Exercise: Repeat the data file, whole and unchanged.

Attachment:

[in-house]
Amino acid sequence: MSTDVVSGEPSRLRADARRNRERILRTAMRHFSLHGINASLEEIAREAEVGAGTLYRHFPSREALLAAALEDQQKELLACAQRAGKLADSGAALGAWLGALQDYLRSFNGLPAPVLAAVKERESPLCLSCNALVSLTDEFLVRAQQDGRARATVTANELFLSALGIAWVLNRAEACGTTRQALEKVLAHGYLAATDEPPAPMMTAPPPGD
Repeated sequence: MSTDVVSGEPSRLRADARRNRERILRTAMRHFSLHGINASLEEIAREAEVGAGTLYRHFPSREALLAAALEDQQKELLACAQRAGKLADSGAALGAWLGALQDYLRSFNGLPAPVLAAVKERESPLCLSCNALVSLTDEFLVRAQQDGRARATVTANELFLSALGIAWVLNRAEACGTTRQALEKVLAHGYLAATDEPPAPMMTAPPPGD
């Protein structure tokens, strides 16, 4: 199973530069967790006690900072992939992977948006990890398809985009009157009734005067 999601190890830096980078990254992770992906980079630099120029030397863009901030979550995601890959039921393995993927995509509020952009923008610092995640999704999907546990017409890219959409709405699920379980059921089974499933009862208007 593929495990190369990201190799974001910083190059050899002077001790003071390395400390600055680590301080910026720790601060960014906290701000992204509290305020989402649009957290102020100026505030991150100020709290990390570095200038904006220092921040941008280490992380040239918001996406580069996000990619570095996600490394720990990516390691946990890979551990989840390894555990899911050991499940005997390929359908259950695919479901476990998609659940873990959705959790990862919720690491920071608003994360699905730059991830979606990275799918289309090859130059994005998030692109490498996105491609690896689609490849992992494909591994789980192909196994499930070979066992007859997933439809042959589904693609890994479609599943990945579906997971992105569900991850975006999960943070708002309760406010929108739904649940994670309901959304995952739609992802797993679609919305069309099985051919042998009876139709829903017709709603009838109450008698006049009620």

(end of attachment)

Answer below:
[in-house]
Amino acid sequence: MSTDVVSGEPSRLRADARRNRERILRTAMRHFSLHGINASLEEIAREAEVGAGTLYRHFPSREALLAAALEDQQKELLACAQRAGKLADSGAALGAWLGALQDYLRSFNGLPAPVLAAVKERESPLCLSCNALVSLTDEFLVRAQQDGRARATVTANELFLSALGIAWVLNRAEACGTTRQALEKVLAHGYLAATDEPPAPMMTAPPPGD
Repeated sequence: MSTDVVSGEPSRLRADARRNRERILRTAMRHFSLHGINASLEEIAREAEVGAGTLYRHFPSREALLAAALEDQQKELLACAQRAGKLADSGAALGAWLGALQDYLRSFNGLPAPVLAAVKERESPLCLSCNALVSLTDEFLVRAQQDGRARATVTANELFLSALGIAWVLNRAEACGTTRQALEKVLAHGYLAATDEPPAPMMTAPPPGD
């Protein structure tokens, strides 16, 4: 199973530069967790006690900072992939992977948006990890398809985009009157009734005067 999601190890830096980078990254992770992906980079630099120029030397863009901030979550995601890959039921393995993927995509509020952009923008610092995640999704999907546990017409890219959409709405699920379980059921089974499933009862208007 593929495990190369990201190799974001910083190059050899002077001790003071390395400390600055680590301080910026720790601060960014906290701000992204509290305020989402649009957290102020100026505030991150100020709290990390570095200038904006220092921040941008280490992380040239918001996406580069996000990619570095996600490394720990990516390691946990890979551990989840390894555990899911050991499940005997390929359908259950695919479901476990998609659940873990959705959790990862919720690491920071608003994360699905730059991830979606990275799918289309090859130059994005998030692109490498996105491609690896689609490849992992494909591994789980192909196994499930070979066992007859997933439809042959589904693609890994479609599943990945579906997971992105569900991850975006999960943070708002309760406010929108739904649940994670309901959304995952739609992802797993679609919305069309099985051919042998009876139709829903017709709603009838109450008698006049009620």